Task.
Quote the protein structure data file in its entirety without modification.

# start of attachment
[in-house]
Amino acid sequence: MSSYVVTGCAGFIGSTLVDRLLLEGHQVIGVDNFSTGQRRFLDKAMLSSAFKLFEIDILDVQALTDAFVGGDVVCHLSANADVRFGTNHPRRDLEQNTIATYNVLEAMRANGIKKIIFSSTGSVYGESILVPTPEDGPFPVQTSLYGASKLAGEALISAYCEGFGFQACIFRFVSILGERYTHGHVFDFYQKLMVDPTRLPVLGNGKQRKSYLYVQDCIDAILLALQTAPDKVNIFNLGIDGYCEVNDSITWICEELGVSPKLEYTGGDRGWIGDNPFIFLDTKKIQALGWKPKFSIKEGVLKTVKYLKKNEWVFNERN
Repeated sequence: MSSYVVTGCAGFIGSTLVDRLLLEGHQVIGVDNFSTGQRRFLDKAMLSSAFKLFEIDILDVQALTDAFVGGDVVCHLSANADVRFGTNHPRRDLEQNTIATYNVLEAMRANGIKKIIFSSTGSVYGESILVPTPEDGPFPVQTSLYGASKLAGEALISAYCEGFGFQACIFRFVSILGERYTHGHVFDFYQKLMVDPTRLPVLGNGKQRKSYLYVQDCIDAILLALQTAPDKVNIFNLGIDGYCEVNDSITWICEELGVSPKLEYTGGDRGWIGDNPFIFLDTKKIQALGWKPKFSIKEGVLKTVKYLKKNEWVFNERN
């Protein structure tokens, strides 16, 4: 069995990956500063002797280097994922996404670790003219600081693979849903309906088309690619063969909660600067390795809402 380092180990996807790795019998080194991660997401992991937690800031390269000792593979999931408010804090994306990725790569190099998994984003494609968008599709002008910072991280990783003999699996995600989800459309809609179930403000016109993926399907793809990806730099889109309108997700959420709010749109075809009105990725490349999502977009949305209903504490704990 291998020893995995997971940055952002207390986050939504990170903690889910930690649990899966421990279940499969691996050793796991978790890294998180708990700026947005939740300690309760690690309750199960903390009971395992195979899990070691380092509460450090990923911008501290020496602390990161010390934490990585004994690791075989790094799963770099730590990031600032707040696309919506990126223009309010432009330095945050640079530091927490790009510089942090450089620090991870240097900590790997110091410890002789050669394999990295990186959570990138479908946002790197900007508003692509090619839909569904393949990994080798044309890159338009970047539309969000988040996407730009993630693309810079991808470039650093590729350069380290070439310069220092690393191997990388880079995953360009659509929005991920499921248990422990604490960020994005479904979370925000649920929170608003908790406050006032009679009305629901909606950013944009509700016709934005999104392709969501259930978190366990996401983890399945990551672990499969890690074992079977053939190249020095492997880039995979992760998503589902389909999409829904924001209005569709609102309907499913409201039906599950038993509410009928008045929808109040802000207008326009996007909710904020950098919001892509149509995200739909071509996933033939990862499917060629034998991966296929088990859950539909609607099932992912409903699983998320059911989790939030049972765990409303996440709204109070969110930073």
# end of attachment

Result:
[in-house]
Amino acid sequence: MSSYVVTGCAGFIGSTLVDRLLLEGHQVIGVDNFSTGQRRFLDKAMLSSAFKLFEIDILDVQALTDAFVGGDVVCHLSANADVRFGTNHPRRDLEQNTIATYNVLEAMRANGIKKIIFSSTGSVYGESILVPTPEDGPFPVQTSLYGASKLAGEALISAYCEGFGFQACIFRFVSILGERYTHGHVFDFYQKLMVDPTRLPVLGNGKQRKSYLYVQDCIDAILLALQTAPDKVNIFNLGIDGYCEVNDSITWICEELGVSPKLEYTGGDRGWIGDNPFIFLDTKKIQALGWKPKFSIKEGVLKTVKYLKKNEWVFNERN
Repeated sequence: MSSYVVTGCAGFIGSTLVDRLLLEGHQVIGVDNFSTGQRRFLDKAMLSSAFKLFEIDILDVQALTDAFVGGDVVCHLSANADVRFGTNHPRRDLEQNTIATYNVLEAMRANGIKKIIFSSTGSVYGESILVPTPEDGPFPVQTSLYGASKLAGEALISAYCEGFGFQACIFRFVSILGERYTHGHVFDFYQKLMVDPTRLPVLGNGKQRKSYLYVQDCIDAILLALQTAPDKVNIFNLGIDGYCEVNDSITWICEELGVSPKLEYTGGDRGWIGDNPFIFLDTKKIQALGWKPKFSIKEGVLKTVKYLKKNEWVFNERN
């Protein structure tokens, strides 16, 4: 069995990956500063002797280097994922996404670790003219600081693979849903309906088309690619063969909660600067390795809402 380092180990996807790795019998080194991660997401992991937690800031390269000792593979999931408010804090994306990725790569190099998994984003494609968008599709002008910072991280990783003999699996995600989800459309809609179930403000016109993926399907793809990806730099889109309108997700959420709010749109075809009105990725490349999502977009949305209903504490704990 291998020893995995997971940055952002207390986050939504990170903690889910930690649990899966421990279940499969691996050793796991978790890294998180708990700026947005939740300690309760690690309750199960903390009971395992195979899990070691380092509460450090990923911008501290020496602390990161010390934490990585004994690791075989790094799963770099730590990031600032707040696309919506990126223009309010432009330095945050640079530091927490790009510089942090450089620090991870240097900590790997110091410890002789050669394999990295990186959570990138479908946002790197900007508003692509090619839909569904393949990994080798044309890159338009970047539309969000988040996407730009993630693309810079991808470039650093590729350069380290070439310069220092690393191997990388880079995953360009659509929005991920499921248990422990604490960020994005479904979370925000649920929170608003908790406050006032009679009305629901909606950013944009509700016709934005999104392709969501259930978190366990996401983890399945990551672990499969890690074992079977053939190249020095492997880039995979992760998503589902389909999409829904924001209005569709609102309907499913409201039906599950038993509410009928008045929808109040802000207008326009996007909710904020950098919001892509149509995200739909071509996933033939990862499917060629034998991966296929088990859950539909609607099932992912409903699983998320059911989790939030049972765990409303996440709204109070969110930073």